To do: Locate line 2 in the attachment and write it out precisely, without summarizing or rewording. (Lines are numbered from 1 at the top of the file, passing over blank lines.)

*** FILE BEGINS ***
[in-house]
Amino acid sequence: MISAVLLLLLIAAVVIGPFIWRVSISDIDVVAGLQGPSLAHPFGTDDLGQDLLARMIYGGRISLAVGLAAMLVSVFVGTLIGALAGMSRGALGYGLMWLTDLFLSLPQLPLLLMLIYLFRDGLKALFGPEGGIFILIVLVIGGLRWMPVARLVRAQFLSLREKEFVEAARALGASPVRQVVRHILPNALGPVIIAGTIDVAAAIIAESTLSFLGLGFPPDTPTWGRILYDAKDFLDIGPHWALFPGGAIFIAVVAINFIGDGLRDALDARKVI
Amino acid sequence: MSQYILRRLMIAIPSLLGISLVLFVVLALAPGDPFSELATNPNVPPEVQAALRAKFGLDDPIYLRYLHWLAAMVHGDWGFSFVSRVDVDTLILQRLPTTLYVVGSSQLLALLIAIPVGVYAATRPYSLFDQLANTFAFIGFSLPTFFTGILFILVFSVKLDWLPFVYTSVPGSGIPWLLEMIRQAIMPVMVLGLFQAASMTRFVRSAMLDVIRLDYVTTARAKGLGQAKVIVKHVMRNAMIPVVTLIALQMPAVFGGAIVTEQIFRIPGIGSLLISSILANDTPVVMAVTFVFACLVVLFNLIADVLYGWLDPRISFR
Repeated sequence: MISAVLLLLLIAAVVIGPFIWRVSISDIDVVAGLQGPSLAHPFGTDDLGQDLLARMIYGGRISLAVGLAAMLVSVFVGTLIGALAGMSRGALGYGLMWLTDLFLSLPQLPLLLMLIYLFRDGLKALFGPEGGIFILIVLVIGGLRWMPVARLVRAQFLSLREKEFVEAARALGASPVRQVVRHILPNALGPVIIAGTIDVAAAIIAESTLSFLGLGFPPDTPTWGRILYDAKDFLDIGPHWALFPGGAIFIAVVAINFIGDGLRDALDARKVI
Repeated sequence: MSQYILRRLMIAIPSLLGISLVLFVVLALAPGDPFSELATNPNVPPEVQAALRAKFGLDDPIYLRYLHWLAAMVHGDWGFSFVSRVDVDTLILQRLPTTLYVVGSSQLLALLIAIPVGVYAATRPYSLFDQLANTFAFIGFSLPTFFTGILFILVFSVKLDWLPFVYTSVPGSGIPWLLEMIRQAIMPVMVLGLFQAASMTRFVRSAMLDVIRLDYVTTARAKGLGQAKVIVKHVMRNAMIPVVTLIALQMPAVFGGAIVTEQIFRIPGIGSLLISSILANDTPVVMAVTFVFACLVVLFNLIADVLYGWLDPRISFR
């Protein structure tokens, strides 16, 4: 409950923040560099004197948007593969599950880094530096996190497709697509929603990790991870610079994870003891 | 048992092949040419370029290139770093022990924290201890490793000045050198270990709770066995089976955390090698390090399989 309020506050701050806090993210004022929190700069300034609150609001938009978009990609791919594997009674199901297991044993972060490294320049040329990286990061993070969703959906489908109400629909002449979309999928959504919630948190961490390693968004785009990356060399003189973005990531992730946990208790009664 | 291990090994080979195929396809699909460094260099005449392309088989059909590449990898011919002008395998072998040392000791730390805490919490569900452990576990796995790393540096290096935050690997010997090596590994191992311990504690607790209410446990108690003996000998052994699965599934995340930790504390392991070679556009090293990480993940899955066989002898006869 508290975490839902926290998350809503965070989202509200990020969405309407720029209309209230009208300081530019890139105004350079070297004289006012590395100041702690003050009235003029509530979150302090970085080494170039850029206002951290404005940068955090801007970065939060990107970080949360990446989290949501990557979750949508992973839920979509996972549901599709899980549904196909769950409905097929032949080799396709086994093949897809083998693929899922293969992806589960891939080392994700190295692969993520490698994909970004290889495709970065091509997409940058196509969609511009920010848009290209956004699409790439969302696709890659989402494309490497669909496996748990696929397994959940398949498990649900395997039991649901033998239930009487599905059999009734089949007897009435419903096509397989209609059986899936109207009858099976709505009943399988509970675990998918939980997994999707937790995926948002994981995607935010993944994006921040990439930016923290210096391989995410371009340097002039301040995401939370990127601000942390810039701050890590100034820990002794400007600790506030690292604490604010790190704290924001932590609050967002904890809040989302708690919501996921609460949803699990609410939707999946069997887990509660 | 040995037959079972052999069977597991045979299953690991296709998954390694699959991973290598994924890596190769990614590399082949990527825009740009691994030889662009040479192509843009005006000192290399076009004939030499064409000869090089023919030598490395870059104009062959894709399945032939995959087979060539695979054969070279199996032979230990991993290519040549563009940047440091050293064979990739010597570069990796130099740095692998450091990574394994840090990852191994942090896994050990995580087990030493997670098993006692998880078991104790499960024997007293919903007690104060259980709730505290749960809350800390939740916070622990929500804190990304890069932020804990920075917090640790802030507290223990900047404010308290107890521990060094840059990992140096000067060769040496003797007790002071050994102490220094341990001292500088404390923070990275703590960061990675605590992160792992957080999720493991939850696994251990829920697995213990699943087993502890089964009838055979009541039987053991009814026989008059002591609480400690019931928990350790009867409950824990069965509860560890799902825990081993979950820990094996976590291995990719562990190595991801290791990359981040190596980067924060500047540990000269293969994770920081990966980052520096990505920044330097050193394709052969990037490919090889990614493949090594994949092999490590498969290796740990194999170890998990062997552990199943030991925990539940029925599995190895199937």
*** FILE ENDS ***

Amino acid sequence: MISAVLLLLLIAAVVIGPFIWRVSISDIDVVAGLQGPSLAHPFGTDDLGQDLLARMIYGGRISLAVGLAAMLVSVFVGTLIGALAGMSRGALGYGLMWLTDLFLSLPQLPLLLMLIYLFRDGLKALFGPEGGIFILIVLVIGGLRWMPVARLVRAQFLSLREKEFVEAARALGASPVRQVVRHILPNALGPVIIAGTIDVAAAIIAESTLSFLGLGFPPDTPTWGRILYDAKDFLDIGPHWALFPGGAIFIAVVAINFIGDGLRDALDARKVI